Extra security and speed with CloudFlare

by / Thursday, 26 February 2015 / Published in Blog
CloudFlare

Anyone running a website will be aware of a growing threat from malicious software, usually powered by networks of infected computers known as botnets. Vulnerabilities in software are increasingly targeted, and the numbers of distributed denial of service (DDoS) attacks on websites are estimated to have increased tenfold since 2009.

I’ve been running websites for over 15 years, and I’ve seen first-hand how much growth there has been in this type of traffic. Checking the logs for most websites will reveal that a botnet has been testing for a vulnerability.  Website security has never been so important.

There are common sense steps that will help protect most websites. For example, using strong passwords, and ensuring all system software is kept up-to-date. However, there is also a security service available for websites, which has been growing in popularity over the last few years – CloudFlare.

CloudFlare routes all traffic to a website through its own servers first. Doing this allows it to block a large amount of malicious software from reaching the website. Users don’t notice this extra step – it’s like having an invisible digital bouncer for your website.

Another advantage of this service is that it speeds up your site and reduces the load on your server. This is achieved by CloudFlare storing popular website files and pages for quick access on their own servers.

Similar services have existed in the past, but they have only been affordable to large and well-resourced websites such as Facebook and Microsoft. CloudFlare was launched in 2009 to provide a similar service for smaller websites. It has a free basic offering that the majority of its customers use, but you can also pay for more advanced protection.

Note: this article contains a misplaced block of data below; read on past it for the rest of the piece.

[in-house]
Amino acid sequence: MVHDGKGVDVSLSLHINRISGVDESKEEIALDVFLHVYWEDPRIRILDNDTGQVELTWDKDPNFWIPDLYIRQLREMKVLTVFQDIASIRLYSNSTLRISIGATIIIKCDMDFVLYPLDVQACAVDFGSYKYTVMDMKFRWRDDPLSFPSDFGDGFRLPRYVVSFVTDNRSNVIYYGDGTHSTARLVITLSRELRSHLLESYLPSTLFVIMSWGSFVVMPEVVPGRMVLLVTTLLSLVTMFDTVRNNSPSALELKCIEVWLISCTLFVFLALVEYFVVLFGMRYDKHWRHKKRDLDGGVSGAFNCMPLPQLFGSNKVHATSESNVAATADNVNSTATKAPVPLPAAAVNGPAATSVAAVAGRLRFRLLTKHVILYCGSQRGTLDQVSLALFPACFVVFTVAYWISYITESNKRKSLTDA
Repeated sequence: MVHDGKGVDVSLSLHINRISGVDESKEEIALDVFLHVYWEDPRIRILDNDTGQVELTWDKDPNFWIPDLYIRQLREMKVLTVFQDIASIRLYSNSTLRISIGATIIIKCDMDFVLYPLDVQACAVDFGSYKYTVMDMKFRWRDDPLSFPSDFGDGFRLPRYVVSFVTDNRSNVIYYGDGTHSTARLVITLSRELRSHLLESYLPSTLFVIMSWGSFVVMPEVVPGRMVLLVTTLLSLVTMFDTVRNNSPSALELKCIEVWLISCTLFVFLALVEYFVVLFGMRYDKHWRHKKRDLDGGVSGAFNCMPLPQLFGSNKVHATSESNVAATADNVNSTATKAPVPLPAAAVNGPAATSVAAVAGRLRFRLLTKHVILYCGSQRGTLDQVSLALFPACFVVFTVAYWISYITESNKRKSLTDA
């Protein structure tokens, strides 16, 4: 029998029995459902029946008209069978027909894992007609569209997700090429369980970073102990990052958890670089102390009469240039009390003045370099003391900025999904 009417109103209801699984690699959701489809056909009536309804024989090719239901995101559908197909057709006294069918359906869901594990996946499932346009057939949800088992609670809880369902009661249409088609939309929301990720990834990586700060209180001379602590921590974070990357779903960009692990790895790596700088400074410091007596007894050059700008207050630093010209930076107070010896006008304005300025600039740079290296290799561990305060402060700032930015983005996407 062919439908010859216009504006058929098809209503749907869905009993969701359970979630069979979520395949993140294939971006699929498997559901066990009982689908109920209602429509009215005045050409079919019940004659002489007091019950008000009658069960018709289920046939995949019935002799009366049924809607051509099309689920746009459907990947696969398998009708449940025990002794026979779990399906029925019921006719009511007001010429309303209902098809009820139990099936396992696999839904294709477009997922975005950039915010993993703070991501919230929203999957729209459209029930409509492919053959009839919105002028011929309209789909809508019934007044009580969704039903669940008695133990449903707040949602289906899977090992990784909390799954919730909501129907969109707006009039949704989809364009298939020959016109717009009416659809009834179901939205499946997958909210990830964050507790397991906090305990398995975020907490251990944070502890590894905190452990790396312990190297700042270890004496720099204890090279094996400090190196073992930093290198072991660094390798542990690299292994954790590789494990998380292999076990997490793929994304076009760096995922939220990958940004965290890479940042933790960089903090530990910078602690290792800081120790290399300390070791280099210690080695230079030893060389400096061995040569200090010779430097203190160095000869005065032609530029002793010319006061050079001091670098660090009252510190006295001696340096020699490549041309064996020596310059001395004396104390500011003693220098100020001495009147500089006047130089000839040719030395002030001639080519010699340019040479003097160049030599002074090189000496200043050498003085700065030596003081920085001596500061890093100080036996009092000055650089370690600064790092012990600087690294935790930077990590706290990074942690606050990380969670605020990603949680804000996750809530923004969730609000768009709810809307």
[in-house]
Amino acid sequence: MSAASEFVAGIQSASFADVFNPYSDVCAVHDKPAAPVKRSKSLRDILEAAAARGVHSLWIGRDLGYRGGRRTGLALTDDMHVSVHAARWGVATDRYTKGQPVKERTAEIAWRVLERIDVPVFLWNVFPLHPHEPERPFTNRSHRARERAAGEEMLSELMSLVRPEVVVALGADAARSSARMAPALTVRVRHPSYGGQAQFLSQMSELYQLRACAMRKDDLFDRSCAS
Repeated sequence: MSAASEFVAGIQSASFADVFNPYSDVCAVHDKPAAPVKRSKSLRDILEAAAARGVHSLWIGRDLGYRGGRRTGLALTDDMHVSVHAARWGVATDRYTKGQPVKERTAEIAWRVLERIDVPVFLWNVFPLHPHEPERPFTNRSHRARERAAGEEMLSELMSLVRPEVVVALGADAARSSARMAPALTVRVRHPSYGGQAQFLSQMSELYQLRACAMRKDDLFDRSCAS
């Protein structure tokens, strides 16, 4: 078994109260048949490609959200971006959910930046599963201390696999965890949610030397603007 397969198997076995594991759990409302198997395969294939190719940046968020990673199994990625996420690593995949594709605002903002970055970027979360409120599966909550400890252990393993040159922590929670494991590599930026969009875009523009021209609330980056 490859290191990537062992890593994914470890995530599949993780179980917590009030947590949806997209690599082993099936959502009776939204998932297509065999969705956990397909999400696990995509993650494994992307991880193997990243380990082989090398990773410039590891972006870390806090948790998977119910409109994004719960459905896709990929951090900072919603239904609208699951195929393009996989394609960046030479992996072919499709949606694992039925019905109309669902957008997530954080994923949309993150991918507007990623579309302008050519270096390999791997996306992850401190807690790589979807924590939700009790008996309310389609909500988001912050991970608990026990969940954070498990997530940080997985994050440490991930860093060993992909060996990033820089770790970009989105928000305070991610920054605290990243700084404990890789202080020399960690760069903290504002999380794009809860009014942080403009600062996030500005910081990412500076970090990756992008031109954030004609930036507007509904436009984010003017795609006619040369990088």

CloudFlare does have limitations. It adds an extra point of failure. If the part of the CloudFlare network that deals with your site goes down, then so will your site. Also, it doesn’t block all malicious software – some will still get through. In addition, you will need to move control of your domain settings (the ‘nameservers’) to CloudFlare in order to use the service.

However, the advantages are clear, and I’ve increasingly been using this service to add extra protection to some of the websites I work on, including the new unionlearn website. The speed advantages are really useful, and with the growing risk from malicious software, the extra security is particularly welcome.

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